I had spent a good wedge of the morning already sitting staring at my computer for a few hours waiting for the Neiman/Target collabo page to reload, transubstantiated from an immersive but teasing advertisement of the collection to a red blooded, American, God-fearing e-commerce site like the Federalists would have always feared. Alas, after two hours and several nagging cals to customer service, I gave up and went reluctantly to bed.
I dreamt of wool blazers and knit hats and funky skateboards that were just out of my reach, always disappearing down and around some red-painted hall for most of the night.
The alarm clocked wretched me out of my hypersleep just before 6:00am. I lurched awake and fired up my devices. There: the promised land. For such a slick Flash-y landing page, the e-commerce experience was strangely muted. I was annoyed that there was no sizing information for most of the pieces, and had to buy a few sizes just for insurance’s sake. I felt the digital equivalent of the sample sale-goer: items finally in hand, finish line/checkout line within eye line and yet…maybe I should stick around and see if I’ve missed anything?
Nah. A few hundred bucks and a few dozen keystrokes later and my prize was in hand and I slipped back to sleep.
Not that that didn’t stop me from waking up later and to check out the analog experience.
The Elmhurt Target is typical of a Target X New York City “collabo”. It’s fitted inside a large mall experience, along with other behemoths like a Best Buys and a Mrs. Fields. It’s massive, and yet it pulls a classic sci-fi trick in that the inside seems magnitudes larger than even the bulbous exterior suggests. It takes up several floors, connected by toothy escalators that, through an unholy feat of engineering, can even transport shopping carts. It’s fun to watch suburbanites marvel at the cart-elevating contraption. First world, indeed.
I stop a mohawked sales associate* in the menswear department: Where’s the Neiman stuff? He gave me a befuddled answer and sent me to the fitting room attendant, who sent me “towards the back” of the store, where another associate sent me to the menswear department. It’s truly a testament to Target’s material arsenal that its stores are SO FULL of stuff that an entire collection of said stuff can hide and not be easily detected. It was like being on materialism safari.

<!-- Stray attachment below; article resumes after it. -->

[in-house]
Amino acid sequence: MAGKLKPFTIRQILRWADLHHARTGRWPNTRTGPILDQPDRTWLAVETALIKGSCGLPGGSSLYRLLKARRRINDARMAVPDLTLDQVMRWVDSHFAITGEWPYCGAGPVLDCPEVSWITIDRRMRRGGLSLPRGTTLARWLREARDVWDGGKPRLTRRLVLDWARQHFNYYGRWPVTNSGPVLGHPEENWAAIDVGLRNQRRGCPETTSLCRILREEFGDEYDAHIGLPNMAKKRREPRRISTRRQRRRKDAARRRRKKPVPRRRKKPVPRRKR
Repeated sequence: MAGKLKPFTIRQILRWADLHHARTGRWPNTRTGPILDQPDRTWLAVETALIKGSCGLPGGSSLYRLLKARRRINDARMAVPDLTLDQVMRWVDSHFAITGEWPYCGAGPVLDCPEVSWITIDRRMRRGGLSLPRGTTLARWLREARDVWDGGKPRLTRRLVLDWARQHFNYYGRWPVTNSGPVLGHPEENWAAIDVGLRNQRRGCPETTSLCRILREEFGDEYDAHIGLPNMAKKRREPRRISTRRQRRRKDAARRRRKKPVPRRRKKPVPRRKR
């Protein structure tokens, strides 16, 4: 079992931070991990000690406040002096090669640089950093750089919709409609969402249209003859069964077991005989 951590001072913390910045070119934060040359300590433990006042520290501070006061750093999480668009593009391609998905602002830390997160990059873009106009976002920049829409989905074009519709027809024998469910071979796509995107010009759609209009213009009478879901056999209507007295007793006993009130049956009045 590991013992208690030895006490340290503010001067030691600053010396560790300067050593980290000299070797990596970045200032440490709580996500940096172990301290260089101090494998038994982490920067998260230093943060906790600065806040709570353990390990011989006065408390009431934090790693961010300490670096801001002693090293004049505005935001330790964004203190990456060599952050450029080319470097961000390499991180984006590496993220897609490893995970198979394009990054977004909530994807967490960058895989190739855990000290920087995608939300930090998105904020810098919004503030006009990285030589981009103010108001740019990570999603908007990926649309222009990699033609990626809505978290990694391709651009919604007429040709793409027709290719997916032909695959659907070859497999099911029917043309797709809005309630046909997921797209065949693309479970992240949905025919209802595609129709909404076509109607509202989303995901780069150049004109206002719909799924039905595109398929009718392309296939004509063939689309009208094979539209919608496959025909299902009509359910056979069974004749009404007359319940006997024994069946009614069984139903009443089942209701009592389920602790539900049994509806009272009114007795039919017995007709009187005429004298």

May I also add that, like most Target stores I’ve been to which are in large urban environments, most of the people were of color. It was Coming To America except everyone was looking for the perfect toaster or sweater set rather than his Queen. Occasionally you ran into a white person and you half felt like following her as if she perhaps knew about some really secretive speakeasy that was behind the children’s shoes department.
Back to the hunt. I ultimately found the collection, in it’s entirely, next to a section that was, well, pregnant with meaning.
Almost immediately other “fashion-y” people emerged. The drawn Asian woman wearing all black drapey clothes. The young #menswear acolyte. The Japanese couple wearing matching bucket hats. The PR lady tweeting on her iPhone. And there, hung amongst the metallic display trees that populate most of the pastures of Target clothing sections, was the fruit I was after.
A review. The material is all wool, and the construction seems decent enough. Even if it weren’t for the vaunted designer brand, it would still be a worthwhile piece at the price. There are functioning buttonholes, which I’m a bit surprised about, but perhaps suggesting that the diligent workers over in Southeast Asia have mastered a feature which once was an indicator of rarified quality.
I wouldn’t fault any jacket nowadays that had just plain ol’ buttons on the sleeves, what with alterations and all. The construction sprites seemed to snip at the details, however — the buttons are hollow and feel cheap, and the tags on the inside are a bit cartoonish. The jacket overall is a sketch of a real Thom Browne jacket, albiet a clever and vibrant sketch. There’s even the coveted back grograin tag.
The rest of the collection seems kitschy, but not to a fault. The Altuzarra shakers gleam a gilded gleam. The Wu girl’s dresses hang red and plump like strawberries. The Band of Outsiders “Best Friends” hats are cuddly. The only thing I turned at was the Alice and Olivia bike. I felt if I picked at the floral print with a nail I’d reveal a ‘Huffy’ decal underneath.
Satisfied that I would be satisfied with the items trucking their way towards me, I scooted back down the escalators, wincing for just a moment at the Mrs. Fields (another time, my dear) and rattled my back on the R/E line. I even managed to stay awake.
*May it be known that all of the sales associates I spoke to were polite and well-meaning, if a little brief.